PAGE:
Ex-Charles Town Police officer rebounding from tumor's 'death sentence'

July 19, 2008|By DAVE McMILLION

CHARLES TOWN, W.Va. -- Any doubts that Mark Johnston was back to his old self were put to rest last Halloween.

The former local police officer -- known for his unique brand of humor -- figured he would make a good Shrek.

So the bald-headed Johnston set out to dress himself up as the intimidating-looking film figure as a treat for his children.

To make sure he got the look right, Johnston wrapped rubber bands around his ears.

"I'm still keeping my sense of humor," Johnston said.

But things were not always so funny, especially when facing death.

In 2005, the former Charles Town Police Department captain thought he was suffering from a sinus infection and decided to get some tests.


Doctors discovered Johnston was suffering from a brain tumor.

Because the tumor was in the base of his brain, doctors were unable to remove it through surgery.

The 42-year-old Johnston, who retired from the Charles Town Police Department after his diagnosis, said he was told he had between three and six months to live.

"Pretty much I was given a death sentence," Johnston said.

Things were rugged in the times ahead.

Johnston said he became weak, and when he would try to stand up sometimes, he would collapse on the floor.

"I was pretty much bed-ridden," Johnston said. "It was to the point I couldn't throw a football to my kids. It was so hard to accept."

At one point, Johnston weighed 305 pounds and was able to squat 700 pounds in weightlifting.

Johnston recalled one of the tougher moments during his illness when fluid began to build up in his brain. Johnston said the excess fluid caused him to have blackouts, and he was flown from Jefferson Memorial Hospital in Ranson, W.Va., to Johns Hopkins University in Baltimore, where he was being treated.

"I remember waking up in the hospital," he said.

In their attack on the tumor, doctors administered radiation and chemotherapy to Johnston, and the tumor shrank.

Johnston previously said that doctors extended his life expectancy by two years.

When Johnston was being honored by Charles Town City Council members in 2006, he said hopefully his life expectancy will be extended to five years the next time he sees the doctors.

Whatever the reason, Johnston is making a comeback.

For starters, the tumor now is considered inactive, Johnston said.

And he's mobile.

From the bed, Johnston moved to a walker to get around, then to a cane.

Both are gone as Johnston -- known for his hulking size -- walks confidently.

The steroids that used to cause Johnston to have what he called a swollen "moon face" appearance are gone from his treatment and his skin has a pink, healthy appearance.

The days of old, when the muscle-bound Johnston walked around town in intimidating fashion, are coming clear again as tattoos on his large arms peek down from beneath a shirt with the sleeves rolled high on his arms.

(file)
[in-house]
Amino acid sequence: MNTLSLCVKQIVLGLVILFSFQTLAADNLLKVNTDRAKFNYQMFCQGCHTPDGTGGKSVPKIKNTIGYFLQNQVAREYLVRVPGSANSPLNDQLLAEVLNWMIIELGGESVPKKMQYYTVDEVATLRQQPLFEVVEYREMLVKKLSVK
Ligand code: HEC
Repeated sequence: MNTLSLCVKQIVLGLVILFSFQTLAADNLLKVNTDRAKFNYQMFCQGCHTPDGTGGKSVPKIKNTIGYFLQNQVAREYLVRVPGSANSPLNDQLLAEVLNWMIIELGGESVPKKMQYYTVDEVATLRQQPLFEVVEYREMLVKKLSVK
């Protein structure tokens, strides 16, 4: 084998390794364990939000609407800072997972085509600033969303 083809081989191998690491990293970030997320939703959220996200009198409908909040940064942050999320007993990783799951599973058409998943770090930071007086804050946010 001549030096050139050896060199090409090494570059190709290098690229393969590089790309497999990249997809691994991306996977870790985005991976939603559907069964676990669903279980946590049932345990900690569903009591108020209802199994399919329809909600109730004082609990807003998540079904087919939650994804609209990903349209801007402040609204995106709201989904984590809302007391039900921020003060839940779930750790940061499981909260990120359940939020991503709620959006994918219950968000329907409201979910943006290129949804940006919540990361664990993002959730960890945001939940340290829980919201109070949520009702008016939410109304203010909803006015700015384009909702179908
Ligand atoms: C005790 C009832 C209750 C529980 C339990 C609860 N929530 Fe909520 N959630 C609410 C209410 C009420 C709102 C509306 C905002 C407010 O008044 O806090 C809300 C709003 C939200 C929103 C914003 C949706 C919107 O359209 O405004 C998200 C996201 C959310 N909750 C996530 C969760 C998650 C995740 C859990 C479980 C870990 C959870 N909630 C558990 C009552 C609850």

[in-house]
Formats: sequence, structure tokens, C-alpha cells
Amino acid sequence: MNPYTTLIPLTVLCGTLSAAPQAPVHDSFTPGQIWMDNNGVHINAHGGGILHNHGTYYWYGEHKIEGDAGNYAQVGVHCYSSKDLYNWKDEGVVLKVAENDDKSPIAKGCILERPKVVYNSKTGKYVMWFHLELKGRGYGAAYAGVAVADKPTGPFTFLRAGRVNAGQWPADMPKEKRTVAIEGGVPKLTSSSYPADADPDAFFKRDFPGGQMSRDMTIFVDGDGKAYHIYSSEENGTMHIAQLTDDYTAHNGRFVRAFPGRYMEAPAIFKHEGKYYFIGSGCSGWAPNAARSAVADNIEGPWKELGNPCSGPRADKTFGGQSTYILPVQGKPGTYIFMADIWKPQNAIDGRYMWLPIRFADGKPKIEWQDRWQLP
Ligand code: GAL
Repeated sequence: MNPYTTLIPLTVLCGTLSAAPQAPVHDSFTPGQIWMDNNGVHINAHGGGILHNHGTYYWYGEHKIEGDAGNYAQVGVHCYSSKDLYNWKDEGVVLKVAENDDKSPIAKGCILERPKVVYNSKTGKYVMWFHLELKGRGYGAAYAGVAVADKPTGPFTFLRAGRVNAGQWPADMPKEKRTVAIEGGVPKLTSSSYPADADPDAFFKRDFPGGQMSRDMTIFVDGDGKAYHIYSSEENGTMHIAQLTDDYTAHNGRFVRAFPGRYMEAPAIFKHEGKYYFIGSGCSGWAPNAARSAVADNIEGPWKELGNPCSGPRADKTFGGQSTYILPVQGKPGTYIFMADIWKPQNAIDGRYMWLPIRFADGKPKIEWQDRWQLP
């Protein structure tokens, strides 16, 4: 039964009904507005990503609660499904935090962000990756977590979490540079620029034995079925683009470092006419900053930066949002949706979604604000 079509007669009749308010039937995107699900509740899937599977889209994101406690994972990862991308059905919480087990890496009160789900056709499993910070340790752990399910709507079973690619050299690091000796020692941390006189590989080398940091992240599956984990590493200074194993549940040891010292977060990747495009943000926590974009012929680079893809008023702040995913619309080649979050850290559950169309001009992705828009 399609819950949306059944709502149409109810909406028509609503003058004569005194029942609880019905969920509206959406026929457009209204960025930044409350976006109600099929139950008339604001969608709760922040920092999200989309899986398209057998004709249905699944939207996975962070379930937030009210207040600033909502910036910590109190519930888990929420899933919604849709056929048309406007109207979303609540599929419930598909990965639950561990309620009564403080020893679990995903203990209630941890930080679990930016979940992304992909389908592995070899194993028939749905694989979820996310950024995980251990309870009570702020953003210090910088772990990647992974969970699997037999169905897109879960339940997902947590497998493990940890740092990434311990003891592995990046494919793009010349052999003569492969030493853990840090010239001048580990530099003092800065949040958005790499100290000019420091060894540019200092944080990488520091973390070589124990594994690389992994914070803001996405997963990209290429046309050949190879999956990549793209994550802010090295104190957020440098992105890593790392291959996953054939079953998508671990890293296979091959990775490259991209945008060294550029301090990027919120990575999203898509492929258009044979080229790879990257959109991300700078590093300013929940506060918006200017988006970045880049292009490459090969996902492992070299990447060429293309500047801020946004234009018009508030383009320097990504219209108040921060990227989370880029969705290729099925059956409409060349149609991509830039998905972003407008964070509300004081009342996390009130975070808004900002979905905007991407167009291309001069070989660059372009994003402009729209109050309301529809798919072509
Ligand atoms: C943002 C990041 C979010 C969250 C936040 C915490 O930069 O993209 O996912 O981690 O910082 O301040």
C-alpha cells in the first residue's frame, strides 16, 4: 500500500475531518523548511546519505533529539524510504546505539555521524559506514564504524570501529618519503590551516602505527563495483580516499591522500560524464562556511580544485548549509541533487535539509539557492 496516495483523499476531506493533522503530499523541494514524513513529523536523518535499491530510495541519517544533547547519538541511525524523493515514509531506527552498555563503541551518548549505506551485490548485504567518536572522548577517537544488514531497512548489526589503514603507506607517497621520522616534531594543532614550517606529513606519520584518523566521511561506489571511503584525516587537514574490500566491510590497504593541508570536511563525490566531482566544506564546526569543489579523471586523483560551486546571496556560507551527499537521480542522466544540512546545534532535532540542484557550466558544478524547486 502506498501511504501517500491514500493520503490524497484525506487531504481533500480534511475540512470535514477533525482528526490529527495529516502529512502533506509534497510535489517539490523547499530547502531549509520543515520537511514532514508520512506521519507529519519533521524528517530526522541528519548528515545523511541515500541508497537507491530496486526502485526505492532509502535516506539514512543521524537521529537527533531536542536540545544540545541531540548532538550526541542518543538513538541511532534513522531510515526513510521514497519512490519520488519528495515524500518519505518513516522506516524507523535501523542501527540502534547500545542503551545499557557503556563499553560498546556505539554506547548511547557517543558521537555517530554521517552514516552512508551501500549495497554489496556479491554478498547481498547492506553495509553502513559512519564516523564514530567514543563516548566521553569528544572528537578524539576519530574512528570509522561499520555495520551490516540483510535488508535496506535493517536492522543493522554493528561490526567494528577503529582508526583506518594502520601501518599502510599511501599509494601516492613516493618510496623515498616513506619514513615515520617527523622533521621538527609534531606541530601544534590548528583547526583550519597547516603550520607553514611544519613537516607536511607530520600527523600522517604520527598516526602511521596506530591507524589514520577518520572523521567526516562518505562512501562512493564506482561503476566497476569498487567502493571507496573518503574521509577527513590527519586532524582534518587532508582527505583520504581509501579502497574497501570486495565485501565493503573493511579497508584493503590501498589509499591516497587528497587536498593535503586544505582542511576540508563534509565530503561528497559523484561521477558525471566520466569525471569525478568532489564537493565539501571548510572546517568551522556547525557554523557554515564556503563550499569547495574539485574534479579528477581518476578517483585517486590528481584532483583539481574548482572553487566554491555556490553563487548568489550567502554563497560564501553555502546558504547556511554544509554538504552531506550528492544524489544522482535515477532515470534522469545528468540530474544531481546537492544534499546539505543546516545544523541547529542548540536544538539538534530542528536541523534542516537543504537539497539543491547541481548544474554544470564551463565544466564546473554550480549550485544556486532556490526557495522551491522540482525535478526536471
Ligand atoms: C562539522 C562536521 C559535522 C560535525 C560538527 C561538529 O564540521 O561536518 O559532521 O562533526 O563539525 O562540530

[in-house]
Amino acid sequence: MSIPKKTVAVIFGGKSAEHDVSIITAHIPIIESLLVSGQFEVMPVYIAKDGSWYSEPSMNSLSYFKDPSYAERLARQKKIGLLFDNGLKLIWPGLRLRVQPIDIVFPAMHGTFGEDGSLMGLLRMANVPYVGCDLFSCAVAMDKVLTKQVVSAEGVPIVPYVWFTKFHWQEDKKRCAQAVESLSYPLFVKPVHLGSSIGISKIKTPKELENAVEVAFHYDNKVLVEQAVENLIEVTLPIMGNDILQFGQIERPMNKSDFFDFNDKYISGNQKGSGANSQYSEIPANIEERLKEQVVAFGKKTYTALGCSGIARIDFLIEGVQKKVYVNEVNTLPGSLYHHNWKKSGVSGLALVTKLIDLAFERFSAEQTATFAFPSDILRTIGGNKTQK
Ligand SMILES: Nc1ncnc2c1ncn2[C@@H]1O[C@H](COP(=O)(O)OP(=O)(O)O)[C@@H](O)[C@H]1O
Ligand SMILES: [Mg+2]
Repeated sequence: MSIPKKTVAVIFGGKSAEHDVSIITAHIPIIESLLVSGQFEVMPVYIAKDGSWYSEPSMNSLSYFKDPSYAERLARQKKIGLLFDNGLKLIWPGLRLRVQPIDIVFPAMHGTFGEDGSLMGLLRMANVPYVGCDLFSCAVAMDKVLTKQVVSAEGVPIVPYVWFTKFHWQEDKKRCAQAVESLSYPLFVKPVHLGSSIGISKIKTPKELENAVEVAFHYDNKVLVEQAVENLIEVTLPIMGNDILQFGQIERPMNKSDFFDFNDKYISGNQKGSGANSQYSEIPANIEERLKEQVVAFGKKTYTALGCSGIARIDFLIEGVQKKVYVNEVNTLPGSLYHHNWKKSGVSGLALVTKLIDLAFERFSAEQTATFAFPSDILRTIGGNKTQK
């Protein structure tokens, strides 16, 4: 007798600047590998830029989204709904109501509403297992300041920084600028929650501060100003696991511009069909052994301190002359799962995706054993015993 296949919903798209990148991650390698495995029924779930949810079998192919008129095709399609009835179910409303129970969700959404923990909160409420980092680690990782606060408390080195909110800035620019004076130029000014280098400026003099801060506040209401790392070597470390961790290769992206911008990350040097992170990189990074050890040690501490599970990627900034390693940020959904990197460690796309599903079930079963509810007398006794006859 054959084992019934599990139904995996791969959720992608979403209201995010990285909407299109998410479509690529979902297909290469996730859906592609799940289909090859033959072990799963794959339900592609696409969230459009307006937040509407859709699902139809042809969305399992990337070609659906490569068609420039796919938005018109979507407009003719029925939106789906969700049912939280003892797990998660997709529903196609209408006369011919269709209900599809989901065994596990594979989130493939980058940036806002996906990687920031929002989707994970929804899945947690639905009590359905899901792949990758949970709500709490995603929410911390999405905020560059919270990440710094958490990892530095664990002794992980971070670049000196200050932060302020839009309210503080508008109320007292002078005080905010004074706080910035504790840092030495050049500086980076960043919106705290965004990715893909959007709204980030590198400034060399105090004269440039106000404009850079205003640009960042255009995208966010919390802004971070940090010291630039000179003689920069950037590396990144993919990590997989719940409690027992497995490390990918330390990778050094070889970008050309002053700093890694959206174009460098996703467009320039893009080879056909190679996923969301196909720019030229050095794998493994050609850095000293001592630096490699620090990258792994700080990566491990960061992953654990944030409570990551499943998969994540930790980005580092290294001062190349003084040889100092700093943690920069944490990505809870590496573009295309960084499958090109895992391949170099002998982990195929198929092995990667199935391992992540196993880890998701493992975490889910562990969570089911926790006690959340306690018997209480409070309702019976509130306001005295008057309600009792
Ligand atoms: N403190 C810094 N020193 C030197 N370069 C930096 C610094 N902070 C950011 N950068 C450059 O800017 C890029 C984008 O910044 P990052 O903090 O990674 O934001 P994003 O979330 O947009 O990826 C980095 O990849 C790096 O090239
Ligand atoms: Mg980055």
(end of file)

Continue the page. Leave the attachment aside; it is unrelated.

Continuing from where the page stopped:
A black necklace holding a sliver medallion is tight on his neck, and his goatee and bald head accentuate his presence. And he talks with conviction about his recovery and how God, his wife, and his family and friends have been integral in bringing him this far.

"I tell you, it's a miracle," Johnston said.

Johnston now can add another accomplishment to his survival -- a return to law enforcement.

Three weeks ago, Johnston started working part time at the Jefferson County Sheriff's Department to help run the home confinement program and do background checks on people seeking concealed weapons permits.

Johnston said he was ready to get out of the house, and Jefferson County Sheriff Everett "Ed" Boober agreed to bring Johnston onto the department.

"I feel like I'm back in my element," said Johnston, whose police career involved undercover work.

As far as his life expectancy, Johnston said doctors are telling him to take it one day at a time.

"The highest doctors can't explain it," Johnston said of his progress.

Robert E. Jones, an internal medicine and pediatric physician in Ranson is Johnston's primary care doctor. Jones said he made the initial diagnosis on Johnston's tumor, and Johnston later was referred to Johns Hopkins University for treatment.

Jones said no one gave Johnston much of a chance of survival and they lost hope. But one doctor at Johns Hopkins University kept working with Johnston, Jones said.

"They can't believe it either," Jones said of the doctors at Johns Hopkins. "I think it falls just short of a miracle."

A slight limp on Johnston's right side when he walks and a "shunt" that is visible under the skin of his scalp are the few visible signs of Johnston's battle with the tumor.

A shunt is a hole or passage, and Johnston said it was placed under his skin as part of a tube that extends into his stomach to drain any fluid off his brain.

Johnston said he still has some weakness on his right side, and because as a police officer he knows the dangers of painkillers -- especially Oxycodone -- he weaned himself from the powerful drug. And he's back in the gym for workouts to build strength.

Johnston's friends and family members are thankful for his improving condition and presence.

When Johnston expressed an interest in coming to the sheriff's department, everyone was "immensely interested," Lt. Dave Colbert said.

"We're all just ecstatic," Colbert said.

"He was supposed to be dead two years ago," said Ranson Police Department Sgt. Todd Lutman, who considers Johnston to be his best friend. "Every day's a blessing. He's one of the lucky ones so far."

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